What do interferometers do?
What are some ways to observe wavelengths blocked by the atmosphere?
How is resolution related to the focal length of a telescope?
What are some limits to resolution?
How is diffraction related to the size of a telescope?
What causes stars to twinkle?
What are some ways to reduce the effects of astronomical seeing?
What wavelengths of light are blocked by the atmosphere?
Where is the best place to put a UV/IR/radio telescope (like lecture-tutorial)?
Clicker Questions:
Chapter 3
1) The Space Shuttle is in a circular orbit at a constant speed of 28,000 km/hr. Is gravity acting
on the spacecraft?
A. The spacecraft is not accelerating since the speed is constant. No force = no gravity.
B. The direction of the motion is constantly changing. This counts as an acceleration.
Forces produce gravity.
C. The astronauts inside are weightless. No weight equals no gravity.
Answer: B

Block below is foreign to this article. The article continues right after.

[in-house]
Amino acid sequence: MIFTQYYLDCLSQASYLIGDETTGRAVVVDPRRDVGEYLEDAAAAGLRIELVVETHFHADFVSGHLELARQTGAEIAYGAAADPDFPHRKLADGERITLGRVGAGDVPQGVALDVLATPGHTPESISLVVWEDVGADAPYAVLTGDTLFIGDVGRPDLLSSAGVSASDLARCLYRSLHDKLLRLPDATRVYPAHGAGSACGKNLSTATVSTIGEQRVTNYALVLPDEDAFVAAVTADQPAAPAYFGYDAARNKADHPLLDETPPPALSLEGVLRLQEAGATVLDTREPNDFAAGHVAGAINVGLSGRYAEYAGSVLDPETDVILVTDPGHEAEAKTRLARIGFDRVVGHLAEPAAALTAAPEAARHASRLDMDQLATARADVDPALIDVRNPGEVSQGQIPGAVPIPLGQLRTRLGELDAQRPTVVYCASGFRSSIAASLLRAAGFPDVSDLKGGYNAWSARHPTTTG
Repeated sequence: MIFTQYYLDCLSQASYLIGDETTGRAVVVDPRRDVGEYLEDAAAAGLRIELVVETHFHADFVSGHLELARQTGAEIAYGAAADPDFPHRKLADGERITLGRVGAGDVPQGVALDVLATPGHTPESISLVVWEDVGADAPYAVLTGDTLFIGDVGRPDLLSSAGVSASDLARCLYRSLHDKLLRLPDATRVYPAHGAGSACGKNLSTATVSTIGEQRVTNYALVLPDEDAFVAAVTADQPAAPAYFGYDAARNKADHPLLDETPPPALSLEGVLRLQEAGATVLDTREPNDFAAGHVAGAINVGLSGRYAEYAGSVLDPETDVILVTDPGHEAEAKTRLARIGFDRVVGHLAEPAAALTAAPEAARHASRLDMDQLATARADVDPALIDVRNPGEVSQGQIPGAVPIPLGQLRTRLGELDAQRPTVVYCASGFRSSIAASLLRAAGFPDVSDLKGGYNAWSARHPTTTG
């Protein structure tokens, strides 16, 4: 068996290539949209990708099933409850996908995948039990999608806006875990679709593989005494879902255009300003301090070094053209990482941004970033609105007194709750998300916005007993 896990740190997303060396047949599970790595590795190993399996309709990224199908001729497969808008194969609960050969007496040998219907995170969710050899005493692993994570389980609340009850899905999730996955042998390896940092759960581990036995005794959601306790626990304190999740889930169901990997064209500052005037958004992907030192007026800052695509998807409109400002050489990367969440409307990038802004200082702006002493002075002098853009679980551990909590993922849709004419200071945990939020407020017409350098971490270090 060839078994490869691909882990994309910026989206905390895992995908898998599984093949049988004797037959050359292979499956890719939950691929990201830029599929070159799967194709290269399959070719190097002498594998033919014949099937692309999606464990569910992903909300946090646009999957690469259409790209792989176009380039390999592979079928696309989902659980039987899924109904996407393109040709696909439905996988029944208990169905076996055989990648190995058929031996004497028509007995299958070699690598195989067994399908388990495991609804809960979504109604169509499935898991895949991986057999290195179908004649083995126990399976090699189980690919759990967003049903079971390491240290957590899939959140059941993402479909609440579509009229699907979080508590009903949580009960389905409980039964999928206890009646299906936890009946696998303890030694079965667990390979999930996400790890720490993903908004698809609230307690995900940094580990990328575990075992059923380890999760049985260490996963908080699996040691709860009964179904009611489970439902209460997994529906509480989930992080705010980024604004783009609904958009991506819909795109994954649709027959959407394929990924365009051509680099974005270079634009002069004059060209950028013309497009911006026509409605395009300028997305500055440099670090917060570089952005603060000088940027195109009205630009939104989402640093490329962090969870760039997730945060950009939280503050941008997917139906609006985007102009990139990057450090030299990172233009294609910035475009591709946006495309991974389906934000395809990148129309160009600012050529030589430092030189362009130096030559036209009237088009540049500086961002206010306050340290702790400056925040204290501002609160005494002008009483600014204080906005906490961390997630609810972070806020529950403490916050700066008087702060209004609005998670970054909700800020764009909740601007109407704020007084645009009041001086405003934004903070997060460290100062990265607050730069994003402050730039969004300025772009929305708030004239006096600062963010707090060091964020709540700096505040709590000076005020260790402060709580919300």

Explanation: Choice A is incorrect because the velocity is composed of the speed and the
direction. Even if the speed is constant, the direction is changing (option B). Option C is incorrect
because gravity acts throughout space. The force is smaller if the separation is larger, but gravity
does not ever just stop.
Chapter 4
1. On the FM dial, the frequencies run from 88 to 107 MHz (million cycles per second). On the
AM dial, the range is 570 to 1600 kHz (thousand cycles per second).
Which statement(s) are true?
A. FM photons have shorter wavelengths than AM.
B. FM photons have higher energies than AM.
C. FM photons travel at the same speed as AM.
D. All the above statements are true.
Answer: D
Explanation: Light in the FM radio band has a higher frequency than AM, so it will have shorter
wavelengths and higher energies. All light travels at the same speed, regardless of its frequency.
2. Which of the following would be true about comparing gamma rays and radio waves?
a) The radio waves would have a lower energy and would travel slower than gamma rays.
b) The gamma rays would have a shorter wavelength and a lower energy than radio waves.
c) The radio waves would have a longer wavelength and travel the same speed as gamma